Interlinking of Rivers

Four Rivers evangelists now tight-lipped about disastrous project-Korea

Posted by Susan Sharma on August 13, 2014

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"Pervasive algal blooms and invasive bryozoans. Bedrock collapsing from excessive dredging. A mountain of debt for the Korea Water Resources Corporation (K-water). A host of problems are emerging with the Four Major Rivers Project, the massive effort pushed under the administration of former president Lee Myung-bak (2003-08). But the politicians, officials, and experts who pushed for the project, which started out as an idea for a “Grand Korean Waterway,” are showing no sign of regret or reflection.

Most of the major proponents of the project under the Lee administration were tight-lipped or evasive when the Hankyoreh contacted them on July 8 and 9. Some argued for waiting before coming to a final judgment on the project; others argued for channeling even more money into it."

Interlinking of Rivers

Supreme Court go-ahead for interlinking rivers

Posted by Susan Sharma on February 28, 2014

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The apex court of India has given the go ahead for the controversial inter-linking river project, seeking to transfer water from surplus to water deficit areas in the country. In its final judgement dated February 27, 2012, a three-member bench, headed by the chief justice of India, expressed the “pious hope of speedy implementation” to bring the project to a success. The project, in the pipeline since 1980, has been touted by the Centre as one solution to a number of problems: making water available for irrigating 35 million hectares; enabling full use of existing irrigation projects; generating power to the tune of 34,000 MW with added benefits, including flood control.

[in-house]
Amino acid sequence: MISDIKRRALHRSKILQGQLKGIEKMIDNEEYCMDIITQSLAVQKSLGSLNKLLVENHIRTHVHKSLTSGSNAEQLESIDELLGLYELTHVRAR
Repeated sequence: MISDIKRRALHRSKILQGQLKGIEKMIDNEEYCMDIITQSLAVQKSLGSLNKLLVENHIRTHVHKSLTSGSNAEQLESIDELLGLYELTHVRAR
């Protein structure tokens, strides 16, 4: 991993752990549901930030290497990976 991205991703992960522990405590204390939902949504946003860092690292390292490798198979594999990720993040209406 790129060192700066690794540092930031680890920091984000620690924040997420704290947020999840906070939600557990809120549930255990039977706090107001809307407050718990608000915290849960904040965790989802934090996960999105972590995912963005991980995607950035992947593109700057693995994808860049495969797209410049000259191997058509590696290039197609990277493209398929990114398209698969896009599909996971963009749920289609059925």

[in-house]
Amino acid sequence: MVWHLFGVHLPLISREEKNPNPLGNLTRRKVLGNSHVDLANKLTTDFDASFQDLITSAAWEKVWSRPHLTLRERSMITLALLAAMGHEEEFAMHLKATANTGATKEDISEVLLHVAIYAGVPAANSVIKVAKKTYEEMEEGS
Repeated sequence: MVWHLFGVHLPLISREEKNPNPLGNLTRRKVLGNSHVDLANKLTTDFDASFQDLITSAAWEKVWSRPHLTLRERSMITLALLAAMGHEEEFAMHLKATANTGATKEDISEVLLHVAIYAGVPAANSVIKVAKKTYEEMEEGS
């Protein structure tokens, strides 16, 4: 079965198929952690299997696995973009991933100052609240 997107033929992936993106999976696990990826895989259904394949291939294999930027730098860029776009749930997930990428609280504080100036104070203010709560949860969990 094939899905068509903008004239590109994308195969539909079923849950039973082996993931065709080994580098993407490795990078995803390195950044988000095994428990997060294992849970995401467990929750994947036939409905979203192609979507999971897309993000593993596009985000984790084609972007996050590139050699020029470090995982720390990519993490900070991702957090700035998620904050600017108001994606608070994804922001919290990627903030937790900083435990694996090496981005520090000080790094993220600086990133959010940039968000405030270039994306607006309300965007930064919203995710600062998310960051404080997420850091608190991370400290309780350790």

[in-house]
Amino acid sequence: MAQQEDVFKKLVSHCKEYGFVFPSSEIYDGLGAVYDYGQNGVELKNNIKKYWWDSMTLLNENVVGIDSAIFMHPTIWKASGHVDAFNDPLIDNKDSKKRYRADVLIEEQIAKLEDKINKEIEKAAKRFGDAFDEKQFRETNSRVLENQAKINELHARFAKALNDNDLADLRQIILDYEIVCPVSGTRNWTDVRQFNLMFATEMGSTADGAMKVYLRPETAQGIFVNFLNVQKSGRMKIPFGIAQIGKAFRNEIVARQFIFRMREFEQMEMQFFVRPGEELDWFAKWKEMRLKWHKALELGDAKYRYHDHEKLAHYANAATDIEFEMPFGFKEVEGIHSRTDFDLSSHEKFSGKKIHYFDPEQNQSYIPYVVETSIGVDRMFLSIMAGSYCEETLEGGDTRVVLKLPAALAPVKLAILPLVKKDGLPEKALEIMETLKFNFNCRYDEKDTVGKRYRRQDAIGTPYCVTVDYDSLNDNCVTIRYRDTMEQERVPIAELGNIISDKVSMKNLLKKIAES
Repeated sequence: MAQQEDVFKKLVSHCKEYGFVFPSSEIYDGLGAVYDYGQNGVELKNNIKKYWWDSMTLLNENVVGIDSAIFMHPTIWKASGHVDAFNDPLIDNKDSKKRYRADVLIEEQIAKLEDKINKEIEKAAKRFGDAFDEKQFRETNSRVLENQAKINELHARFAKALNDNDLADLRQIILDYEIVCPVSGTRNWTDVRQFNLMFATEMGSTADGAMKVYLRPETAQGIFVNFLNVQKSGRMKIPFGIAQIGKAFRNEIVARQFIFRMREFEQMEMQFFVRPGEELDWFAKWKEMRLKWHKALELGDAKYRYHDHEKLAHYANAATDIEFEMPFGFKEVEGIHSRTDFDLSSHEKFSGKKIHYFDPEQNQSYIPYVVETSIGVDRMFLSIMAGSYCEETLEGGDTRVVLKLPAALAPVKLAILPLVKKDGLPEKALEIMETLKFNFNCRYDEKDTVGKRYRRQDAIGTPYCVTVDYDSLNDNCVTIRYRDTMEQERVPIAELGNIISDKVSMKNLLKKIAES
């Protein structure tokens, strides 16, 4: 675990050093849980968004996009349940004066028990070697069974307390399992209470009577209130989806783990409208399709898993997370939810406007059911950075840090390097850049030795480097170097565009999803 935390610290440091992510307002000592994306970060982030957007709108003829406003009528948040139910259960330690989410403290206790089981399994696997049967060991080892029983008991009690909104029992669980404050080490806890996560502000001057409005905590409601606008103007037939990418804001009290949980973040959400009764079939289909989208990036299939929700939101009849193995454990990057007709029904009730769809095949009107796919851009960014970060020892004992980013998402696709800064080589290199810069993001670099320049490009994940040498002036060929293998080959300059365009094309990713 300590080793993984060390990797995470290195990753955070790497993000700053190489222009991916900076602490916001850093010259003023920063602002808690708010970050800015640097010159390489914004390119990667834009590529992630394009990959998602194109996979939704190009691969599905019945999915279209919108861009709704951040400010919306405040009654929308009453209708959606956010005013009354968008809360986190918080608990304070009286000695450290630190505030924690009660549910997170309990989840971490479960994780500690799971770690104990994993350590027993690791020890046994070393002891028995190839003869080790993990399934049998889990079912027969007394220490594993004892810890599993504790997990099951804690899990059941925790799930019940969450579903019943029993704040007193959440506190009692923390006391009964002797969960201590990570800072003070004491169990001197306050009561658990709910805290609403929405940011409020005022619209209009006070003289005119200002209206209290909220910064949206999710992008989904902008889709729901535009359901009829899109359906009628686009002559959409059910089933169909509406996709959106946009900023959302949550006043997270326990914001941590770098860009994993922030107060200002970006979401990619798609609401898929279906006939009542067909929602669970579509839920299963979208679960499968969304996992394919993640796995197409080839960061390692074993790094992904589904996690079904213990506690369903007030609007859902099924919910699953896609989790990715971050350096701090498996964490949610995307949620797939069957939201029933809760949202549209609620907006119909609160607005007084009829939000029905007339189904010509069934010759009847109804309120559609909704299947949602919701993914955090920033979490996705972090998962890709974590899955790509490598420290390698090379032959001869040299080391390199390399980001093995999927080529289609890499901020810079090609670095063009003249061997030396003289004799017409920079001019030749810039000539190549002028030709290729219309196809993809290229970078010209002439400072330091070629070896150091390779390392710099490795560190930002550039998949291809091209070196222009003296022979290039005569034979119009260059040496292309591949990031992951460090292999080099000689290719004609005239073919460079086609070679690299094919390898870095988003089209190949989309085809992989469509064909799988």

Read full report at
http://www.downtoearth.org.in/content/supreme-court-go-ahead-interlinking-rivers

Interlinking of Rivers

Ganga-down to Earth

Posted by Dr.Susan Sharma on April 18, 2013

Blog
............."The games started. IIT-Roorkee, represented by its Alternative Hydro
Energy Centre, disputed our conclusions. We asked why? No data was
provided on the method of estimation. But hidden in the background
sheets provided by IIT-Roorkee was data from two projects of